The decanter was delivered by Alfa-Laval A/S, a Danish equipment supplier, and achieves cuts in energy consumption of approximately 50,000 kWh/year.
Altogether, energy saving measures at the plant led to an overall reduction in power consumption of approximately 1 GWh per year, an amount equivalent to approximately 25 percent in total savings.
“Our annual WWTP power consumption through 2016 was 3.15GWh; we estimate that the plant processed wastewater through 2016 with an energy consumption rate of 0.28 kWh/m3,” adds Pedersen.
Upping the energy production
Enabling the plant to go beyond energy neutrality, the second string to Marselisborg’s bow presents in the form of its capacity to produce energy.
On-site are three anaerobic digester tanks, each with 2000 cubic meters of sludge capacity. As it is digested, the sludge produces biogas that is used in the production of heat and power in an adjacent building.
Here too, Aarhus Water sought refinement over two phases: a first phase replaced three old-fashioned gas engines with two high efficiency, 250kW combined heat & power (CHP) units at a cost of €1.2 million; while a second phase saw an old engine with a capacity 313kW replaced with a new engine of 355kW.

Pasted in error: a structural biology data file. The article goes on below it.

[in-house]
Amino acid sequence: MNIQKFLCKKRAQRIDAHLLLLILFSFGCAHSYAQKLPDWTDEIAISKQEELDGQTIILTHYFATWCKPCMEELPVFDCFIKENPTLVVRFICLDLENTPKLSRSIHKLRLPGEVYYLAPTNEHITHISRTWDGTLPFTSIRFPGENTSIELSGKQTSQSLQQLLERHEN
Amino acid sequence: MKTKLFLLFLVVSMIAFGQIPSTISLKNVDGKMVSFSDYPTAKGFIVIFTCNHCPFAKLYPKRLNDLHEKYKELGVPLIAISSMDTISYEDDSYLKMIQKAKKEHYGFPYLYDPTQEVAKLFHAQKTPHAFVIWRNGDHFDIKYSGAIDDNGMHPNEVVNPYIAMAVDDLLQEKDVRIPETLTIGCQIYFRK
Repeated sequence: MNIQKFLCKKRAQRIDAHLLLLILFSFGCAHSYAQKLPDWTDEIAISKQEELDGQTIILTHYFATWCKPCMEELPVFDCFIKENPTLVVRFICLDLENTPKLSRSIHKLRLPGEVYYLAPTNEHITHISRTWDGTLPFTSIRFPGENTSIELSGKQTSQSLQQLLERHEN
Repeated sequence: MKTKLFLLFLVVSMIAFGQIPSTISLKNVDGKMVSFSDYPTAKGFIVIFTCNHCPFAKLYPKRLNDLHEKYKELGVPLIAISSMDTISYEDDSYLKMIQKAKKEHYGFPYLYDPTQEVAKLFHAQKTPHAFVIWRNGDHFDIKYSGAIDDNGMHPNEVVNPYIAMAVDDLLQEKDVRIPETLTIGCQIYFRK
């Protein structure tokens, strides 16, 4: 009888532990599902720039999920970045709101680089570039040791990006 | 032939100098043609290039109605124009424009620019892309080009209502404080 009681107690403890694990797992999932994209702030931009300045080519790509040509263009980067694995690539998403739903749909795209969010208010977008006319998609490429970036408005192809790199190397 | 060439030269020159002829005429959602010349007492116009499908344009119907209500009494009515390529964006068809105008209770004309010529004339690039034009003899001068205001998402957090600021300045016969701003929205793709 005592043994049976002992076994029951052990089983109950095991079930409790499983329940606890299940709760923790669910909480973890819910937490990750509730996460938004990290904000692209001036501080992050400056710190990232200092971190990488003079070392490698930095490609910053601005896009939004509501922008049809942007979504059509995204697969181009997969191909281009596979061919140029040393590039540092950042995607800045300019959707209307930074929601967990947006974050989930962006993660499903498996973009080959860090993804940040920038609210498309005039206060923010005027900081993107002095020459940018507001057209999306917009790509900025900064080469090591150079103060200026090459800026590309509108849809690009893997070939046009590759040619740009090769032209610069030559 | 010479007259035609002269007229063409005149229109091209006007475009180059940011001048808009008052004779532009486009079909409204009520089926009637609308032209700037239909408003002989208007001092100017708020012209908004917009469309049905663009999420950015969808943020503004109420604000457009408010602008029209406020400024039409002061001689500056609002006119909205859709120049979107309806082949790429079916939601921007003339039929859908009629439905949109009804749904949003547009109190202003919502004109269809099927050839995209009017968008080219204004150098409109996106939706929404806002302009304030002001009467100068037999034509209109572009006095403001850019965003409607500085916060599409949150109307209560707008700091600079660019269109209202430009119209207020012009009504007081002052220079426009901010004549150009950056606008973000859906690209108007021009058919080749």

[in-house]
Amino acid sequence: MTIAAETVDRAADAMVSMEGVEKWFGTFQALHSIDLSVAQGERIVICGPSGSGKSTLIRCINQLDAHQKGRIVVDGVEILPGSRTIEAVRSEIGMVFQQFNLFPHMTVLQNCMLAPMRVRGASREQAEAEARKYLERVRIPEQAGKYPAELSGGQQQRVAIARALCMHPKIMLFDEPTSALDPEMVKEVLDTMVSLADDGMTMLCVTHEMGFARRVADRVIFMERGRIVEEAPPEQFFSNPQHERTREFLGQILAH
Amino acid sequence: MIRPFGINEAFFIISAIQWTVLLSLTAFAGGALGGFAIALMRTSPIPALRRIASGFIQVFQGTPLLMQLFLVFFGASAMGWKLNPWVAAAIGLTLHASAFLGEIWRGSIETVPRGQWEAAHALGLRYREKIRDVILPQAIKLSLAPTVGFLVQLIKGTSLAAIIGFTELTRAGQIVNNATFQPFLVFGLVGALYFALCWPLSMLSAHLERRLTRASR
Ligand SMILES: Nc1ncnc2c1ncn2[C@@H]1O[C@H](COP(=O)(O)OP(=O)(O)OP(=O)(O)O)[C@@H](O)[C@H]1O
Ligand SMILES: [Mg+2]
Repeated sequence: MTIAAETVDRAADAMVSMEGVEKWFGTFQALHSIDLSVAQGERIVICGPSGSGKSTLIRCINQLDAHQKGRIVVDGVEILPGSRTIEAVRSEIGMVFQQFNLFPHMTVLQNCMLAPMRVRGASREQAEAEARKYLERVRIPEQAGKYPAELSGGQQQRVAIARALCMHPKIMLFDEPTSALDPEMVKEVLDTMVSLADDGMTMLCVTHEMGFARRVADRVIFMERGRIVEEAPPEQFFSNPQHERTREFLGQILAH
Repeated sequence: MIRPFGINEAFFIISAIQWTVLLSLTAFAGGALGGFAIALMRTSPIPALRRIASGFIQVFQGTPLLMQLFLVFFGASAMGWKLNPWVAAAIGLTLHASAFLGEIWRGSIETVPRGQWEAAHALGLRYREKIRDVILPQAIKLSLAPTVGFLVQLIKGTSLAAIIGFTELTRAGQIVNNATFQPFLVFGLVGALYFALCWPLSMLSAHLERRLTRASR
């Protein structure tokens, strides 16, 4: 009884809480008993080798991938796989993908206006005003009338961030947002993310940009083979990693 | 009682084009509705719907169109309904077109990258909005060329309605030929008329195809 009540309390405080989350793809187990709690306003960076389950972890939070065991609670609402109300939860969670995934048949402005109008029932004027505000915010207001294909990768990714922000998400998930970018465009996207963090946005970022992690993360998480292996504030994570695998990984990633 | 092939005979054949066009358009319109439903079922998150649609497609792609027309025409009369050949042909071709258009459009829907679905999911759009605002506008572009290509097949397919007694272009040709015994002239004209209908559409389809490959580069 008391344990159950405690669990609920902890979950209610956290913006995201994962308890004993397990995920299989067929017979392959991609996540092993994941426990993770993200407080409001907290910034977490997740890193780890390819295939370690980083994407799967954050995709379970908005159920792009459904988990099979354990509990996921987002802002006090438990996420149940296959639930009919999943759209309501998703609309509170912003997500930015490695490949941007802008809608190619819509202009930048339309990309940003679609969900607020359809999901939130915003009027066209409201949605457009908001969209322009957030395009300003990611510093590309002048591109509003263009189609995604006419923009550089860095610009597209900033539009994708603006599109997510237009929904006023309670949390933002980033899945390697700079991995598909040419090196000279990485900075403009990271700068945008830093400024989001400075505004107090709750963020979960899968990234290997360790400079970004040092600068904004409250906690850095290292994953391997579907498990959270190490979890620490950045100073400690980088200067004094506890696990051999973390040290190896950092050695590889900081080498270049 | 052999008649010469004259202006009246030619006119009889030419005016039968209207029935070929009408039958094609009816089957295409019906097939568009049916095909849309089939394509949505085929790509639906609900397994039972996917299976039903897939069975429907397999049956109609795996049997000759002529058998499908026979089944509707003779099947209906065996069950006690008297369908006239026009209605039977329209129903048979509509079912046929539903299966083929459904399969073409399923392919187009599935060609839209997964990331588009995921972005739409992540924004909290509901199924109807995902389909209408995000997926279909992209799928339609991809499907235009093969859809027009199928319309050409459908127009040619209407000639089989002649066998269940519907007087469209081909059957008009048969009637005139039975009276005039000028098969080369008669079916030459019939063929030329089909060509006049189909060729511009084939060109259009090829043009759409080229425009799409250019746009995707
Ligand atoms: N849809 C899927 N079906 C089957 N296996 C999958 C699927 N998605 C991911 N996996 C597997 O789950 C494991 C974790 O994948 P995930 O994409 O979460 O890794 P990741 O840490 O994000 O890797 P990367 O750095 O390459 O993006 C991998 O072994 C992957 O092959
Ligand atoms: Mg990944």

The CHP units achieved electricity generation in the region of 4.8 million kWh through 2016, while also enabling a substantial CO2 reduction.
After powering the plant, surplus electricity is sold to the national power grid; contributions that are compensated for through conventional financial mechanisms.
Pedersen explains: “We’re paid per kilowatt hour produced at a rate comparable to what wind power, and other green energy, producers are paid here in Denmark. Of course, this payment acts as a source of revenue, so reduces our payback time on investments. But in the future we can see ourselves operating without such subsidies.”
Altogether through 2016, Marselisborg WWTP produced 4.8 GWh and consumed 3.15GWh of electricity – leading to a net electricity surplus of 53 percent. Meanwhile, surplus heat is directed towards Aarhus district heating. Through 2016, sale of 2.6 GWh in surplus heat brought in €55,000.
energy neutral water cycle
Ultimately, Aarhus Water’s goal is an energy neutral water cycle in which WWTP energy production is able to offset the energy consumption of operations within its catchment area, including: groundwater extraction, water treatment, water and wastewater transport as well as wastewater treatment at plants themselves.